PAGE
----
It has been two years since Netflix's "House of Cards" ended, but for viewers still craving dark intrigues and cruel twists surrounding powerful political figures, the new documentary “Honorable Men” – on Israel's shamed former prime minister Ehud Olmert – may fill that gap.
At its heart is a powerful man who climbed to the top of the political ladder, only to come crashing down due to hubris, back-stabbing political rivals and criminal wrongdoing.
After serving 16 months of a 27-month sentence for fraud and bribery, Olmert decided upon his release in July 2017 that, for the sake of his family, he had to document his version of how events unfolded. So, family members prepared hundreds of questions and the need arose for a director of photography who could record Olmert’s answers.
Enter Aboulafia and producer Yoav Leshem. From the moment she heard his story and became familiar with the narrative Olmert told her, she says she knew she had to make a movie about it.
Aboulafia, 48, is a respected documentarian, but this is her first political movie on such a large scale. She gained access to Olmert through her long-standing friendship with his daughter, Michal.
“I told Roni that as soon as I start collaborating with her, I no longer have control over the movie,” Olmert told Haaretz. “I told her I respect myself enough so as not to create a dictated type of film. I believe in my innocence and don’t want to produce a heavy-handed movie. I told Roni I expected only one thing: That she be completely at peace with herself and what she’s doing the whole time.”
Aboulafia created a very empathetic film without avoiding Olmert’s conviction or his ensnarement in corruption. On the one hand, she presents his repeated claims that he is not corrupt. On the other, she presents the words of his prosecutor, Uri Corb, and those of Olmert’s former aide Shula Zaken, who ultimately incriminated her boss by divulging private conversations they held that she had secretly recorded.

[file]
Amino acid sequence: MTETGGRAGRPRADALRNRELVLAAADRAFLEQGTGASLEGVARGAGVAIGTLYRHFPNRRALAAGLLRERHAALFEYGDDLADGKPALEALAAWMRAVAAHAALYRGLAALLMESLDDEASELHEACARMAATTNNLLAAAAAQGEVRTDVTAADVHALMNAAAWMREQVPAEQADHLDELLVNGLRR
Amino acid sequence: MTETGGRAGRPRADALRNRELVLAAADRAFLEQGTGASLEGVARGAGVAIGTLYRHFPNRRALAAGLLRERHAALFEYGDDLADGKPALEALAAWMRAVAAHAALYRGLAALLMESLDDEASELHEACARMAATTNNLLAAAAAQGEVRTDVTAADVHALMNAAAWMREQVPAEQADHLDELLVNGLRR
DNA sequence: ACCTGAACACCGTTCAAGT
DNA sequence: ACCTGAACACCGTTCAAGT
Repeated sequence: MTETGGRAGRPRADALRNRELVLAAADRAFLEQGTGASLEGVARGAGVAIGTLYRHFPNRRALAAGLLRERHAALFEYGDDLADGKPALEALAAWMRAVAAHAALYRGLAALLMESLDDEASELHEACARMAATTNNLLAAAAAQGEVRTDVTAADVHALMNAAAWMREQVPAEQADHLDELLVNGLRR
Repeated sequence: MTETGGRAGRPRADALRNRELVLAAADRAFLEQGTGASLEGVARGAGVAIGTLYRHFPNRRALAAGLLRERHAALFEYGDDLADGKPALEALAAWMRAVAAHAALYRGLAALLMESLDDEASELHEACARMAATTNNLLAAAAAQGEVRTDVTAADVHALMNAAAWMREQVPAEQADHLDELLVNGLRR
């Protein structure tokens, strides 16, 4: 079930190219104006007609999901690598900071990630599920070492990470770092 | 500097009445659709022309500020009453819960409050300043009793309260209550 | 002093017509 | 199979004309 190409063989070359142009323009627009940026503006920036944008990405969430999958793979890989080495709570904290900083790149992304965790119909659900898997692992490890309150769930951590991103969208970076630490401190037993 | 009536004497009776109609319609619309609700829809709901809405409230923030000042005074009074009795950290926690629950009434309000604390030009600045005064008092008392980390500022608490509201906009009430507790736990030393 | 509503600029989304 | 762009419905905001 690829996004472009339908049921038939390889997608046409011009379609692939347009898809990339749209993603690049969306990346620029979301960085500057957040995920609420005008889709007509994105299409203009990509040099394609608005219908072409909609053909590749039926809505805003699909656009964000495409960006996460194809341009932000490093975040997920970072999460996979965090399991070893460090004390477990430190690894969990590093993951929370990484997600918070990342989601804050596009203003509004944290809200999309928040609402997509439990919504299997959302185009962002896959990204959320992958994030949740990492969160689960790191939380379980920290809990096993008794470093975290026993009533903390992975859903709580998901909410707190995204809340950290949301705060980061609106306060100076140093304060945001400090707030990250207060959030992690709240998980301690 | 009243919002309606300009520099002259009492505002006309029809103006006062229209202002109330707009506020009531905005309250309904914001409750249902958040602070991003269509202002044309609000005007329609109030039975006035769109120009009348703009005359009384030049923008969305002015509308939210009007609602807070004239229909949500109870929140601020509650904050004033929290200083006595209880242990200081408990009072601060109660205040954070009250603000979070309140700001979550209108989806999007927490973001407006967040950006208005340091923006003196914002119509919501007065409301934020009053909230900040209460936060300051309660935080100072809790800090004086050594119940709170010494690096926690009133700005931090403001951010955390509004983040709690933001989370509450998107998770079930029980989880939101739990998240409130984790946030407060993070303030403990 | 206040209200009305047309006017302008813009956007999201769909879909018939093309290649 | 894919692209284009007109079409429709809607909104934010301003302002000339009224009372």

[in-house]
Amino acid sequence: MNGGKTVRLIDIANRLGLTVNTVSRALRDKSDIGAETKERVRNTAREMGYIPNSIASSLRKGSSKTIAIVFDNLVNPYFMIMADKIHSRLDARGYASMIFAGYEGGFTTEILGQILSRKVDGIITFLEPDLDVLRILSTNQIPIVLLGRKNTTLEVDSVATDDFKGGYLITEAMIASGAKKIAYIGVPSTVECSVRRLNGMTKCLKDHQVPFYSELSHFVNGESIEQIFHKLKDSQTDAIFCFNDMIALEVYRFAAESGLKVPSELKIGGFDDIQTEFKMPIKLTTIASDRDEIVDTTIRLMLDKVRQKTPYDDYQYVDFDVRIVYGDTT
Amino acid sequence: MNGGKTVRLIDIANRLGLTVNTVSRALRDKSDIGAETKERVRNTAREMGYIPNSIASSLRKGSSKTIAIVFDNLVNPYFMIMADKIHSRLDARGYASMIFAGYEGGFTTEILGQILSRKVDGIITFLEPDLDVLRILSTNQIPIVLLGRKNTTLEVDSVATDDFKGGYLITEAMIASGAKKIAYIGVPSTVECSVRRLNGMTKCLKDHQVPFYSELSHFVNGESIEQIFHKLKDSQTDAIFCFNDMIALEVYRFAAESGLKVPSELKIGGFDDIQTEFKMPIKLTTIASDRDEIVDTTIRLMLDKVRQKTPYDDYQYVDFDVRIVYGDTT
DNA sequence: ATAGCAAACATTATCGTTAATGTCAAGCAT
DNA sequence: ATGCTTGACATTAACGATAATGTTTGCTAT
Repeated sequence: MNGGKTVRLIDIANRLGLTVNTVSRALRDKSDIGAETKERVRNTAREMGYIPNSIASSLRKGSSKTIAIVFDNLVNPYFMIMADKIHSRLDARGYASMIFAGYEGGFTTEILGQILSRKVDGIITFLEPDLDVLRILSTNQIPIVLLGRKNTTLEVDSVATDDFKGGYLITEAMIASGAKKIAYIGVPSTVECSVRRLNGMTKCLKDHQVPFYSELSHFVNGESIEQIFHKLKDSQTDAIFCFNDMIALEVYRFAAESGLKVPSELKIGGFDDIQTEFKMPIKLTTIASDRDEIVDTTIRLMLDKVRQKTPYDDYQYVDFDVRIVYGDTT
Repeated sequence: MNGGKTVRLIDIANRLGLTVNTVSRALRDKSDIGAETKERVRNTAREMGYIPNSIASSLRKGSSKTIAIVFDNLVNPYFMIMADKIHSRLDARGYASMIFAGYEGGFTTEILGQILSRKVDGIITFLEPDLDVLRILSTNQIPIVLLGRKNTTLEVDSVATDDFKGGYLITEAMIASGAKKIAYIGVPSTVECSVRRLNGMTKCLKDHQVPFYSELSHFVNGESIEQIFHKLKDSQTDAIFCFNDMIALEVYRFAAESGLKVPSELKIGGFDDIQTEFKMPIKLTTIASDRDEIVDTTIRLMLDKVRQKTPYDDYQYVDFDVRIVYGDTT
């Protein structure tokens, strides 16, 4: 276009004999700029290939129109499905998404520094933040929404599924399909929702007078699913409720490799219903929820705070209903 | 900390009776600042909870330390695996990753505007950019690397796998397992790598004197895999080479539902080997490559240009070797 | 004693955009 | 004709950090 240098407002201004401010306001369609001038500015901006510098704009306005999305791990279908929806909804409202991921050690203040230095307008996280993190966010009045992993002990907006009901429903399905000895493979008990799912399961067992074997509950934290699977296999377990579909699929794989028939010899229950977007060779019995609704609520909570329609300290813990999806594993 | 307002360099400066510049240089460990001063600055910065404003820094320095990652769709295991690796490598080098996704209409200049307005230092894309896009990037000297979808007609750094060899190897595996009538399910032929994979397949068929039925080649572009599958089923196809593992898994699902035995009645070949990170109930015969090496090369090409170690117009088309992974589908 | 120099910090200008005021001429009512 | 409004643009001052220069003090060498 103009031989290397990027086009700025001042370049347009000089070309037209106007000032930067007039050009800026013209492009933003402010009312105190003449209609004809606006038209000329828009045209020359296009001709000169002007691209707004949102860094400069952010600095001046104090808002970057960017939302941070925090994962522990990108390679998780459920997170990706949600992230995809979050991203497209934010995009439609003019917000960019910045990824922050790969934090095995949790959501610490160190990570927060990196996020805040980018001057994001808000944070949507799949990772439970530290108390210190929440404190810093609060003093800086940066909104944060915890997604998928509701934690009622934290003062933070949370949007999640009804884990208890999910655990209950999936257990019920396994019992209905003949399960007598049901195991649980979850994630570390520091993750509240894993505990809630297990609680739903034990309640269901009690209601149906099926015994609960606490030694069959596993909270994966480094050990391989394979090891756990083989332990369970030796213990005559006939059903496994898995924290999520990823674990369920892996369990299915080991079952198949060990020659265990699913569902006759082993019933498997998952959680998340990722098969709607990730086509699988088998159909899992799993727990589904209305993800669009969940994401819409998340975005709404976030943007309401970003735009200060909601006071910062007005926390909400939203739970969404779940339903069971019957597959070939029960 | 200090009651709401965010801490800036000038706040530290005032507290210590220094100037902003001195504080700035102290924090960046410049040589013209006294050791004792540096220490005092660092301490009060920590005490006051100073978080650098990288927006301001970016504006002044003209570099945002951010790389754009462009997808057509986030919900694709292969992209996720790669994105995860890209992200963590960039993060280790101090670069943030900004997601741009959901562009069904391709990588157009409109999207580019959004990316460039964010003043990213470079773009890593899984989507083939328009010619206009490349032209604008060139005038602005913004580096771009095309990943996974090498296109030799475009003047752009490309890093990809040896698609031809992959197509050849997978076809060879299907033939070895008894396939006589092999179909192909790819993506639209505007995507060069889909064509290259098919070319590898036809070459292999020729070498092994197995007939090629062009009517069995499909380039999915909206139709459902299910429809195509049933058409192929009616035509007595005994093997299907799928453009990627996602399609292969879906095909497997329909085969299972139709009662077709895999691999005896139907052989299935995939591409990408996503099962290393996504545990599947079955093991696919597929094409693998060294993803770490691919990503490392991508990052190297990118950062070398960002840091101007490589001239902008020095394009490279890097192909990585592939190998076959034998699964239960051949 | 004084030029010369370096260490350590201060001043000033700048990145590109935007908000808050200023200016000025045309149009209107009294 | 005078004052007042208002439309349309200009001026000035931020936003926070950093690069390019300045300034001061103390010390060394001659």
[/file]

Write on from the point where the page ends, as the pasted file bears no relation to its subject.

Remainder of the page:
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However, the jaw-dropping monologues of his ex-bureau chief pale beside the appearance of attorney Aviad Visolu, who testifies smugly about the many years he operated behind the scenes against Olmert.
Visoly reveals how he and his settler friends constructed a legal spider’s web around Olmert, piling up increasing amounts of incriminating evidence against him – to the point at which the state prosecution could no longer ignore it. With the generous support of the media, which pounced on every case that cropped up, Olmert’s status was undermined until he was indicted in 2009.
“From the perspective of the right-wing activists who did the investigative reporting, it was a huge success,” says Aboulafia, speaking to Haaretz at her Tel Aviv home. “They prevented the division of Jerusalem. I’m sure that a right-wing person who sees the movie will see them as heroes. This apparatus, which I tried to investigate but could not completely capture on film, included private investigators who are still working to this day. These people are working on the cases of people who are considered dangerous for the settlements in Judea and Samaria, or to the rule of the right. They follow attorneys and judges.
“It’s true that there were things to prosecute Olmert for, but I don’t think he should have stood trial,” she adds. “When a process of indicting a prime minister starts, it cannot end without a conviction, as happened with the Rishontours case [in which Olmert was indicted but ultimately exonerated in double billing for travel expenses], for example.”
That’s a problematic statement. That’s what a legal process is for.
“That’s true. I don’t deny that he committed criminal transgressions, and that he was rightly convicted for what he was found guilty of. But in that process, there are very few attorneys who will do the truly honest thing. I know of only one case – in the Demjanjuk trial [John Demjanjuk was accused of being the concentration camp guard “Ivan the Terrible”] where an attorney discovered evidence that exculpated the accused, and he himself brought it to court. I don’t know many cases in which the prosecution retracts its charges.”
Aboulafia’s documentary shows that attempts to topple Olmert continued at the end of the Second Lebanon War in 2006, when a right-wing protest movement of reservist soldiers arose. Behind the scenes, this movement was promoted and empowered by Benjamin Netanyahu and Naftali Bennett.
Accordingly, Olmert’s popularity waned and he was perceived as a failed leader. And it was only in retrospect that Hezbollah was recognized as suffering such an intense blow, investigative journalist and Haaretz columnist Raviv Drucker explains in the film.